Body cam footage of the incident

Body camera footage released by the Montgomery County Police Department on Thursday shows two officers handcuffing a 5-year-old boy and screaming in his face after he walked away from class last year.

In the 51-minute video, two officers can be seen and heard accosting the young boy on Jan. 14, 2020, as soon as they approach him, and the child becomes increasingly upset.

In a statement, Montgomery County Council Member Will Jawando said he watched the video “in horror” and demanded the officers involved be “immediately fired.” He also called for an investigation into both officers’ “past behavior” and called on MCPS to place staff members involved on administrative leave and conduct an investigation.

Jawando, an outspoken advocate for police reform in Montgomery County, wrote that the boy was “failed by every adult whose purpose was to help him.”

“We also see why many Black residents in Montgomery County don’t feel protected by the police.”

A caption on the video posted to the police department’s YouTube page says both officers remain employed by the department.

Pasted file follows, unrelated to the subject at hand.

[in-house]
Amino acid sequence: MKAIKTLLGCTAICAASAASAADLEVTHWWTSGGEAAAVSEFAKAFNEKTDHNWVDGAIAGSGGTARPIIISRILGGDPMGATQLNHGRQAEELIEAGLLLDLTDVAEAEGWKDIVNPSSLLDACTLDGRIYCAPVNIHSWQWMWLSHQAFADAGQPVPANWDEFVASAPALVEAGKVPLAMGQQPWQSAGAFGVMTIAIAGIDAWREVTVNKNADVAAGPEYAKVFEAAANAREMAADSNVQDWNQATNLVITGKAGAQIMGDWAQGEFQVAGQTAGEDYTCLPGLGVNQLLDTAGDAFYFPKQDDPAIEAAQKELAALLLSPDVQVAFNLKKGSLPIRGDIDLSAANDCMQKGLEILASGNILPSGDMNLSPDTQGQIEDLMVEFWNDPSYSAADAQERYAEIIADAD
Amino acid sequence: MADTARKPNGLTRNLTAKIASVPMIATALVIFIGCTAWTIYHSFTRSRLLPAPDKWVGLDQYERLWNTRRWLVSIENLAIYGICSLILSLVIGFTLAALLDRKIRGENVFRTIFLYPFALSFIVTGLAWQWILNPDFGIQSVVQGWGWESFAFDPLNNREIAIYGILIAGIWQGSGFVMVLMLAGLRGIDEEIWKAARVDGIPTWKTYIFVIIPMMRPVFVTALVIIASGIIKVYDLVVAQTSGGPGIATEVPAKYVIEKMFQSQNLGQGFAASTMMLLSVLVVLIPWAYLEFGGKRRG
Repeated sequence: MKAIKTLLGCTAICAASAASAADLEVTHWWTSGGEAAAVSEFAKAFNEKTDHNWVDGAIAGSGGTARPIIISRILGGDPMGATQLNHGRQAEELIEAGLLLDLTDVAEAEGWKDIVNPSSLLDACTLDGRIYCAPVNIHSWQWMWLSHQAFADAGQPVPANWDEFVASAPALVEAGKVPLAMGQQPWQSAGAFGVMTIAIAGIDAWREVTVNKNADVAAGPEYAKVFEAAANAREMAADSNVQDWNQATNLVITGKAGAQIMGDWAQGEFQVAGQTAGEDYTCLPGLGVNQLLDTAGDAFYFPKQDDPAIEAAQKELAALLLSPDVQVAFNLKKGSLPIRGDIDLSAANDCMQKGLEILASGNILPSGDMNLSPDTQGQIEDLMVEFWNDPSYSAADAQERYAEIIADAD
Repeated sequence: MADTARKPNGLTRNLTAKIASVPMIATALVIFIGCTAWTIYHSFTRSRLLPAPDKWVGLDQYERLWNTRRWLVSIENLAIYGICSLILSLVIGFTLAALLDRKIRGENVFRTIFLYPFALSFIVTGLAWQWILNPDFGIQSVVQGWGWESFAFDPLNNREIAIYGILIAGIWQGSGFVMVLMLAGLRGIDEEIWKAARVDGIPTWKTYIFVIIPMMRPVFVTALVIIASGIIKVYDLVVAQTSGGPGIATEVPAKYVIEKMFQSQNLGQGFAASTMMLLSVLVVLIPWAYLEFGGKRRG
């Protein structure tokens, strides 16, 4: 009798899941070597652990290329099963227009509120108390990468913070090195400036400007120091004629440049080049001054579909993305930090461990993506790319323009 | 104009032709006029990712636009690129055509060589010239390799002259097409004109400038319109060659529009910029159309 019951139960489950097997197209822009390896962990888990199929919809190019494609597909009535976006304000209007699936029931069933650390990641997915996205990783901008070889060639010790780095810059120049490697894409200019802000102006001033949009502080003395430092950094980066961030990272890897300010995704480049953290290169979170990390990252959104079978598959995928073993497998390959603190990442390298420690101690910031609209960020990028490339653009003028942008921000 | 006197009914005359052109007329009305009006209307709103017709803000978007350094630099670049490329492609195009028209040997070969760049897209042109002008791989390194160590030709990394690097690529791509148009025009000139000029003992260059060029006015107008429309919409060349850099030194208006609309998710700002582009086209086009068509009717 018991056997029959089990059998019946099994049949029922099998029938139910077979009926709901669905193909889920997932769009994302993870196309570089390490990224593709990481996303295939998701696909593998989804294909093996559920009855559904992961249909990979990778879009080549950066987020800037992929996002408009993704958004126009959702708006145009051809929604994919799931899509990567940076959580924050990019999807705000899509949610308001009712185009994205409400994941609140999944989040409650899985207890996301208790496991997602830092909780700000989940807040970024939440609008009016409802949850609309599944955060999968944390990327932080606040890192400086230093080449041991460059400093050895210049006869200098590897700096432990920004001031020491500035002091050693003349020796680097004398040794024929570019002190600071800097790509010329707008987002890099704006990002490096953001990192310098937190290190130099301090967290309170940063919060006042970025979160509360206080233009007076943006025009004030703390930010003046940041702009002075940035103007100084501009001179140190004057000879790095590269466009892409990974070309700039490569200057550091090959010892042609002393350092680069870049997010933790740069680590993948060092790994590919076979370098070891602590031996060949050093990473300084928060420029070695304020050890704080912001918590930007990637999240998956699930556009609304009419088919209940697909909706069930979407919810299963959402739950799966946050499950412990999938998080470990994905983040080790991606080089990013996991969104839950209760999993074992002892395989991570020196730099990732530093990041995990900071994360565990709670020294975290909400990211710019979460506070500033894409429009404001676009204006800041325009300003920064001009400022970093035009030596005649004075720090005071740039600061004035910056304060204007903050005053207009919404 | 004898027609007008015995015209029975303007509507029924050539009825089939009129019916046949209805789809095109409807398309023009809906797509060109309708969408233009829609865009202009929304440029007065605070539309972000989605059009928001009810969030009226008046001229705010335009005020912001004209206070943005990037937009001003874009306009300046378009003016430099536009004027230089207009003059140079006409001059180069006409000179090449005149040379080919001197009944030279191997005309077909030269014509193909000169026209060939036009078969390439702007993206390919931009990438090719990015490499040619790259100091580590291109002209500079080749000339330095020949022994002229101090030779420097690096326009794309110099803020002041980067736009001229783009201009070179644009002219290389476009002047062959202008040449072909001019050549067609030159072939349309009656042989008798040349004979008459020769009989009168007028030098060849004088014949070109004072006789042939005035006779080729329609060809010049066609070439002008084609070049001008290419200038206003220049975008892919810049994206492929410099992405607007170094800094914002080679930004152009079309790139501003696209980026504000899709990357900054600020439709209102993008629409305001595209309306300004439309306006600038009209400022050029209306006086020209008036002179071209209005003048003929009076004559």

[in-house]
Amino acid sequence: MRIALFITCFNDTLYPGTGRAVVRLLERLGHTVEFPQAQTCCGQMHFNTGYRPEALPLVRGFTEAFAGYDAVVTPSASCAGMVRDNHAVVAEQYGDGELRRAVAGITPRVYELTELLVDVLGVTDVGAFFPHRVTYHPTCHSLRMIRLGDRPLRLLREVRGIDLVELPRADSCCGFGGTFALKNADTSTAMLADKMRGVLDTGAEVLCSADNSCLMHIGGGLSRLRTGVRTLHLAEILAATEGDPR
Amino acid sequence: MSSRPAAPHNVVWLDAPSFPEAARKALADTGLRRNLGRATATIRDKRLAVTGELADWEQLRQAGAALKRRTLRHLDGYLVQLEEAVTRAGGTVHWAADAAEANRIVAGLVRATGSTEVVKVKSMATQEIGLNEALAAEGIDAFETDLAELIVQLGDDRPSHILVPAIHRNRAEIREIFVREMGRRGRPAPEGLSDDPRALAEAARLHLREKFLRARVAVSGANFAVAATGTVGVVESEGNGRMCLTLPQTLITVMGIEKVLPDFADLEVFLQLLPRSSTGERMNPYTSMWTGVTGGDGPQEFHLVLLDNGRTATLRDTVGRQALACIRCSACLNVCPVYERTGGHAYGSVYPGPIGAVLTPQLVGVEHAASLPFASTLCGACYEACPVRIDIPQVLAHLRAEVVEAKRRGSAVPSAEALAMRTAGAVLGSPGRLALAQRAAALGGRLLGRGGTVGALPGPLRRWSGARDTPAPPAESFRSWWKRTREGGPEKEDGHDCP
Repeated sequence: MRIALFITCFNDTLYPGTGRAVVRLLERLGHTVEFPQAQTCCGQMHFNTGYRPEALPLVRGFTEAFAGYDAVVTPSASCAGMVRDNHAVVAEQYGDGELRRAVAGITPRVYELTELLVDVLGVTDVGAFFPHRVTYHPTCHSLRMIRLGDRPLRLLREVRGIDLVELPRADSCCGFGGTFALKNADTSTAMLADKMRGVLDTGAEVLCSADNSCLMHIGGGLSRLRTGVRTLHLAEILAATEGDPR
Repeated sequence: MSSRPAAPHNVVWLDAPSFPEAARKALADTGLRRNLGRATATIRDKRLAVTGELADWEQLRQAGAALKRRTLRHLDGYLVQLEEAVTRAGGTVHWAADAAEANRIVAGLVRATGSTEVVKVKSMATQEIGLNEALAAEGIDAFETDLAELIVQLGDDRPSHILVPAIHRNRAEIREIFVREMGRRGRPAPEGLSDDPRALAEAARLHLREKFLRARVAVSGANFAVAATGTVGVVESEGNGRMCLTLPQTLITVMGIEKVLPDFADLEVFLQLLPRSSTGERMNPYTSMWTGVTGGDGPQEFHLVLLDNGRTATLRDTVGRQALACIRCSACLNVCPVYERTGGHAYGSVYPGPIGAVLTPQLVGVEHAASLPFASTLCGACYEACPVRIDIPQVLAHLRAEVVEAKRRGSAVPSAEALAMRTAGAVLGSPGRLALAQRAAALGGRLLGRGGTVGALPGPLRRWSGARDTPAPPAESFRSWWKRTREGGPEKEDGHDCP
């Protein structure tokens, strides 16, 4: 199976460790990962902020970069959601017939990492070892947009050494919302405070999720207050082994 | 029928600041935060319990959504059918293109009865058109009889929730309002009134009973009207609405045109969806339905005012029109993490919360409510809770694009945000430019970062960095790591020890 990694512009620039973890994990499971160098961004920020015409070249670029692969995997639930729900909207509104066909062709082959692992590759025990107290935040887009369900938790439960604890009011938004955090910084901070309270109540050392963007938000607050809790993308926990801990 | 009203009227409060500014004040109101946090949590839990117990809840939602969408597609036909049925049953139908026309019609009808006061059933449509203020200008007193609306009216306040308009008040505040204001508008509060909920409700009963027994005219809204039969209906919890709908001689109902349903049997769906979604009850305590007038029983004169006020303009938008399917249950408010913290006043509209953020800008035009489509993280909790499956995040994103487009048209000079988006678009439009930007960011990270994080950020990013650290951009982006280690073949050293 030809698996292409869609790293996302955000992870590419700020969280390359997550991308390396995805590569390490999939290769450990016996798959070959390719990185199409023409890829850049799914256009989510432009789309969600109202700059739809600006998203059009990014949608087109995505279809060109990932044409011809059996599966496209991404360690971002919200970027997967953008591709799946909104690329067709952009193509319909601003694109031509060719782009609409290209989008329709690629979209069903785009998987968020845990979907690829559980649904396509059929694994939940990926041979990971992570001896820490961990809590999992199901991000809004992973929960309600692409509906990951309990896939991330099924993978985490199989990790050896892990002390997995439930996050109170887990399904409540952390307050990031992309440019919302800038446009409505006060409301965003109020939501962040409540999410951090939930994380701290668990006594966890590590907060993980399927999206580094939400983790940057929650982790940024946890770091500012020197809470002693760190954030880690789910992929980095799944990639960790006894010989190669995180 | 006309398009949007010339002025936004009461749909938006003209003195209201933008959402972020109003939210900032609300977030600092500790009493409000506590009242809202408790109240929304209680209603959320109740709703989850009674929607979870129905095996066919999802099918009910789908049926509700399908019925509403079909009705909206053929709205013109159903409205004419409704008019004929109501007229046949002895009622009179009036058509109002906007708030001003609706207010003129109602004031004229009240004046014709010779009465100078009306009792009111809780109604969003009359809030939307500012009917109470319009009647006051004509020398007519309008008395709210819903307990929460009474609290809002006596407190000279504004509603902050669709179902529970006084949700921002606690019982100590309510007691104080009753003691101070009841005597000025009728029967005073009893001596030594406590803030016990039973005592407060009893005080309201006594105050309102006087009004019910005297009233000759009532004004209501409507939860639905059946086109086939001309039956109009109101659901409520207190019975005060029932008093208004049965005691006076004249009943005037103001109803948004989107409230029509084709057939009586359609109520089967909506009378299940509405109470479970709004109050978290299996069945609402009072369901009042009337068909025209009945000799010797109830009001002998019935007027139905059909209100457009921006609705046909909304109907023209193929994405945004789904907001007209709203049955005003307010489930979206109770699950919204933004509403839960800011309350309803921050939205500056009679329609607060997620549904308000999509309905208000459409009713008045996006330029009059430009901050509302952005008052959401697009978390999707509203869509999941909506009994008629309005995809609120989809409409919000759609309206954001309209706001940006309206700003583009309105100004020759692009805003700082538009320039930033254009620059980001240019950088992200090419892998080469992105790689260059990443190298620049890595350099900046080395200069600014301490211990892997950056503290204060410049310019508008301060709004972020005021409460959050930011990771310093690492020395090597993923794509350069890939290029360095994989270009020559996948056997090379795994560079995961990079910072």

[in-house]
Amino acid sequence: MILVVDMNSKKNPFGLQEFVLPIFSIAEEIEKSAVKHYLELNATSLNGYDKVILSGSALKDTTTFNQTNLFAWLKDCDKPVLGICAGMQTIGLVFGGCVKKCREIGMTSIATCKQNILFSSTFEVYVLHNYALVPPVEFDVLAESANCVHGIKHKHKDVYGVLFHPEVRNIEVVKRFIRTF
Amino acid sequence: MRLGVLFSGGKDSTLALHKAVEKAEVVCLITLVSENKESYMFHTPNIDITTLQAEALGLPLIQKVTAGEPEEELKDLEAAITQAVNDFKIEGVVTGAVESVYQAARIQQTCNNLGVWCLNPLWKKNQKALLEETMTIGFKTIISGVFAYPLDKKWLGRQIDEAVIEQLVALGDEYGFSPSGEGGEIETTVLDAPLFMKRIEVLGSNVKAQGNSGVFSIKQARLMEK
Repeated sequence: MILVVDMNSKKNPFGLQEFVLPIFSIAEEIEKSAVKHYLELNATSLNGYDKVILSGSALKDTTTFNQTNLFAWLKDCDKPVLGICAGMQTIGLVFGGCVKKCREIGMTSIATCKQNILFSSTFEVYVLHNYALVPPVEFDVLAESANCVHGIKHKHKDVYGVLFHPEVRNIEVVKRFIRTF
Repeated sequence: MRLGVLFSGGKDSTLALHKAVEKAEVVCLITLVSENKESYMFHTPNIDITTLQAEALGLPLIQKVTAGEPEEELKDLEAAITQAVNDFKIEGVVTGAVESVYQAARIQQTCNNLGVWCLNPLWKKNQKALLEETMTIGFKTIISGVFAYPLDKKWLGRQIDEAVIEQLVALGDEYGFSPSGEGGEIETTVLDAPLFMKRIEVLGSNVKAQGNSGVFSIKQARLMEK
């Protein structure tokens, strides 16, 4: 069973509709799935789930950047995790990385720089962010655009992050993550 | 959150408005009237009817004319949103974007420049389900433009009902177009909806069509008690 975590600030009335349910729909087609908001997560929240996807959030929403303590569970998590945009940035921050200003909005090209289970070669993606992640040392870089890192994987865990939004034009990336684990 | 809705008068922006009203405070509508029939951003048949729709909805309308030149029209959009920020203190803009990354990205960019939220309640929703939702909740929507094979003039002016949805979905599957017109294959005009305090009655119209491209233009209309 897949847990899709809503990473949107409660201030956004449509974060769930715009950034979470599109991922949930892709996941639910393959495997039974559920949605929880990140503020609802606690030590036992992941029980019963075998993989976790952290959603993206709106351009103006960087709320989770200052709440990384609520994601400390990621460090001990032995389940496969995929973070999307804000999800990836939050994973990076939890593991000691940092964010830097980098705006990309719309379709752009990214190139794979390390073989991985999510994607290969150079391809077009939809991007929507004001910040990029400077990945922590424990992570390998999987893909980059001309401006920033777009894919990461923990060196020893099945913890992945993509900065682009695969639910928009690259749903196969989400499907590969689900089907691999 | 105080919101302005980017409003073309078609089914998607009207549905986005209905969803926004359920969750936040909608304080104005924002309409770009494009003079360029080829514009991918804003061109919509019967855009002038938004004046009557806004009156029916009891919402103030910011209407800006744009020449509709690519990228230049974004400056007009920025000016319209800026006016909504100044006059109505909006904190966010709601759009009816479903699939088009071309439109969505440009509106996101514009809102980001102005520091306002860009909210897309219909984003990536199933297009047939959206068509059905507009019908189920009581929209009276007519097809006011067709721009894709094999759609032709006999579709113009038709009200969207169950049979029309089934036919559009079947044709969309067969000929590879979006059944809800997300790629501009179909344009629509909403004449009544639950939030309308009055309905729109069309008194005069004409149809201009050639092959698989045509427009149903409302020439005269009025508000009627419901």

MCPS Superintendent Jack Smith and school board President Brenda Wolff wrote in a joint statement: “Our heart aches for this student.”

“We also expect MCPS staff to follow outlined structures for student intervention and support, as well as school safety,” the statement said. “We have asked MCPS leadership to ensure that the school system’s procedures and expectations are clear to all staff.”

An MCPS spokeswoman wrote in an email to Bethesda Beat that the district is “conducting an internal investigation” into staff members’ involvement. No additional information was provided.


An attorney for the boy’s family declined to comment late Friday morning.

The officers involved — Kevin Christmon and Dionne Holliday — found the boy less than a quarter-mile from East Silver Spring Elementary School, and grabbed him by the arm and escorted him into a police car, according to the video.

Within two minutes, the boy started crying, and one officer told him to “cut it out,” then later asked, “Does your mama spank you? … She’s going to spank you today.”


Throughout the ride back to the school, the officers continued to chastise the boy and told him, “I hope your mama let me beat you.”

The boy continued to cry, at times seeming to hyperventilate. The officer responded: “Ain’t nobody want to hear that. Nobody’s even listening.”

“This is why people need to beat their kids,” one said as they arrive at school.


At the school, the police told the boy to sit down in a chair. When he hesitates, one picks him up and puts him in the chair. He again becomes very upset and cries as the officers forcefully tell him to “shut that noise up.”

When he was seated, Holliday is shown letting out five screams inches from the boy’s face, mocking the boy’s cries.

“I need to beat on somebody,” she then said.


The officers can also be heard calling the 5-year-old a “violent little thing,” a “little beast” and “bad.”